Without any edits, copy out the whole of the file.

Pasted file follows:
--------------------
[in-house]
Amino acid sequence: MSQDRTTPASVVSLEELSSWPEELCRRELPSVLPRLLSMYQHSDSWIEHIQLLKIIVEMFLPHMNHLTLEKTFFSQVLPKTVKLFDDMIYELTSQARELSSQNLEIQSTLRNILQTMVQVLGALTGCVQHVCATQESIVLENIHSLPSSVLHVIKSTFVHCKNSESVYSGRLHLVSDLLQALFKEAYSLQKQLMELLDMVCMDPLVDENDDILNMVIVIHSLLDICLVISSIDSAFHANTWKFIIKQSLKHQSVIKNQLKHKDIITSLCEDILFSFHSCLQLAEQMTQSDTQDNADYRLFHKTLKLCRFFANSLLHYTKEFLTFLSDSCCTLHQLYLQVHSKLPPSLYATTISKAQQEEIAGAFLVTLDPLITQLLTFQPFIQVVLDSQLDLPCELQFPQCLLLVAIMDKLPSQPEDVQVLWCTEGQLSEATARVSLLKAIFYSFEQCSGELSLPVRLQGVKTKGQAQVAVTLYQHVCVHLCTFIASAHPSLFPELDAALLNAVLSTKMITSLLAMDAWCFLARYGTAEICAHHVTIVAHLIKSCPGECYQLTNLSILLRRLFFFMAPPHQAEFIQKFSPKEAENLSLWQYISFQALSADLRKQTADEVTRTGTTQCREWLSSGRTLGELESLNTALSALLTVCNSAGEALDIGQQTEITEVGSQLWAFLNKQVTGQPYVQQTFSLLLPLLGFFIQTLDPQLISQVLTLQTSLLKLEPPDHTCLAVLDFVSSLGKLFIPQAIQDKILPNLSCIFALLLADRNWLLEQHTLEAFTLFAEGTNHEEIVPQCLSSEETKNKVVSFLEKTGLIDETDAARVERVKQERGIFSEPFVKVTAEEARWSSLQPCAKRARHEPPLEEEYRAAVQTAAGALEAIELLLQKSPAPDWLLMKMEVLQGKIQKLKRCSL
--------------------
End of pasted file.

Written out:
[in-house]
Amino acid sequence: MSQDRTTPASVVSLEELSSWPEELCRRELPSVLPRLLSMYQHSDSWIEHIQLLKIIVEMFLPHMNHLTLEKTFFSQVLPKTVKLFDDMIYELTSQARELSSQNLEIQSTLRNILQTMVQVLGALTGCVQHVCATQESIVLENIHSLPSSVLHVIKSTFVHCKNSESVYSGRLHLVSDLLQALFKEAYSLQKQLMELLDMVCMDPLVDENDDILNMVIVIHSLLDICLVISSIDSAFHANTWKFIIKQSLKHQSVIKNQLKHKDIITSLCEDILFSFHSCLQLAEQMTQSDTQDNADYRLFHKTLKLCRFFANSLLHYTKEFLTFLSDSCCTLHQLYLQVHSKLPPSLYATTISKAQQEEIAGAFLVTLDPLITQLLTFQPFIQVVLDSQLDLPCELQFPQCLLLVAIMDKLPSQPEDVQVLWCTEGQLSEATARVSLLKAIFYSFEQCSGELSLPVRLQGVKTKGQAQVAVTLYQHVCVHLCTFIASAHPSLFPELDAALLNAVLSTKMITSLLAMDAWCFLARYGTAEICAHHVTIVAHLIKSCPGECYQLTNLSILLRRLFFFMAPPHQAEFIQKFSPKEAENLSLWQYISFQALSADLRKQTADEVTRTGTTQCREWLSSGRTLGELESLNTALSALLTVCNSAGEALDIGQQTEITEVGSQLWAFLNKQVTGQPYVQQTFSLLLPLLGFFIQTLDPQLISQVLTLQTSLLKLEPPDHTCLAVLDFVSSLGKLFIPQAIQDKILPNLSCIFALLLADRNWLLEQHTLEAFTLFAEGTNHEEIVPQCLSSEETKNKVVSFLEKTGLIDETDAARVERVKQERGIFSEPFVKVTAEEARWSSLQPCAKRARHEPPLEEEYRAAVQTAAGALEAIELLLQKSPAPDWLLMKMEVLQGKIQKLKRCSL